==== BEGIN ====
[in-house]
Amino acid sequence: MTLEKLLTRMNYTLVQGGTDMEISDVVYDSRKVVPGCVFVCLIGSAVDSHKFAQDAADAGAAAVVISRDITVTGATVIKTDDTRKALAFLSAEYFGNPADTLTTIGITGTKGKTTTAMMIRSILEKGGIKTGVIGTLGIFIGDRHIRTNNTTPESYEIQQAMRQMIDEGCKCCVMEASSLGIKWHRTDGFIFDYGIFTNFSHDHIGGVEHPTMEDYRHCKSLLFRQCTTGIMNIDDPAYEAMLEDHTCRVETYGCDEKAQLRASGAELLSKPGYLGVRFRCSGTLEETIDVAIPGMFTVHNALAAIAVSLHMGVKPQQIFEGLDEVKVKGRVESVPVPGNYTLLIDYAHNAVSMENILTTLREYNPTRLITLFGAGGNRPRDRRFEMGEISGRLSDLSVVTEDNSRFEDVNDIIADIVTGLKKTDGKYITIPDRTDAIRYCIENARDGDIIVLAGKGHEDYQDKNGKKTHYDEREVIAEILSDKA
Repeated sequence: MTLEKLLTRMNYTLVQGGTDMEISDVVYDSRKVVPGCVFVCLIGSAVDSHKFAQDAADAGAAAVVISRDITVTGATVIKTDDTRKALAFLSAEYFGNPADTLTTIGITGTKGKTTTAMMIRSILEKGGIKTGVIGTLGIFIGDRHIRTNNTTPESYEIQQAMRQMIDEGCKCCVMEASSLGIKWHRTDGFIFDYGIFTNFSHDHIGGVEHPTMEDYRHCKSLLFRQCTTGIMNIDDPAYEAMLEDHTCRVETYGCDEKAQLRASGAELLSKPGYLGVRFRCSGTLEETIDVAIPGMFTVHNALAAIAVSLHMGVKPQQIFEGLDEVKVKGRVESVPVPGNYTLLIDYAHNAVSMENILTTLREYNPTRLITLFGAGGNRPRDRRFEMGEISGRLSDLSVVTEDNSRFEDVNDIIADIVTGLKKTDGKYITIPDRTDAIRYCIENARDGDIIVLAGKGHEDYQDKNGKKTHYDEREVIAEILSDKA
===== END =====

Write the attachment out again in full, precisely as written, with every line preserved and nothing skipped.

[in-house]
Amino acid sequence: MTLEKLLTRMNYTLVQGGTDMEISDVVYDSRKVVPGCVFVCLIGSAVDSHKFAQDAADAGAAAVVISRDITVTGATVIKTDDTRKALAFLSAEYFGNPADTLTTIGITGTKGKTTTAMMIRSILEKGGIKTGVIGTLGIFIGDRHIRTNNTTPESYEIQQAMRQMIDEGCKCCVMEASSLGIKWHRTDGFIFDYGIFTNFSHDHIGGVEHPTMEDYRHCKSLLFRQCTTGIMNIDDPAYEAMLEDHTCRVETYGCDEKAQLRASGAELLSKPGYLGVRFRCSGTLEETIDVAIPGMFTVHNALAAIAVSLHMGVKPQQIFEGLDEVKVKGRVESVPVPGNYTLLIDYAHNAVSMENILTTLREYNPTRLITLFGAGGNRPRDRRFEMGEISGRLSDLSVVTEDNSRFEDVNDIIADIVTGLKKTDGKYITIPDRTDAIRYCIENARDGDIIVLAGKGHEDYQDKNGKKTHYDEREVIAEILSDKA
Repeated sequence: MTLEKLLTRMNYTLVQGGTDMEISDVVYDSRKVVPGCVFVCLIGSAVDSHKFAQDAADAGAAAVVISRDITVTGATVIKTDDTRKALAFLSAEYFGNPADTLTTIGITGTKGKTTTAMMIRSILEKGGIKTGVIGTLGIFIGDRHIRTNNTTPESYEIQQAMRQMIDEGCKCCVMEASSLGIKWHRTDGFIFDYGIFTNFSHDHIGGVEHPTMEDYRHCKSLLFRQCTTGIMNIDDPAYEAMLEDHTCRVETYGCDEKAQLRASGAELLSKPGYLGVRFRCSGTLEETIDVAIPGMFTVHNALAAIAVSLHMGVKPQQIFEGLDEVKVKGRVESVPVPGNYTLLIDYAHNAVSMENILTTLREYNPTRLITLFGAGGNRPRDRRFEMGEISGRLSDLSVVTEDNSRFEDVNDIIADIVTGLKKTDGKYITIPDRTDAIRYCIENARDGDIIVLAGKGHEDYQDKNGKKTHYDEREVIAEILSDKA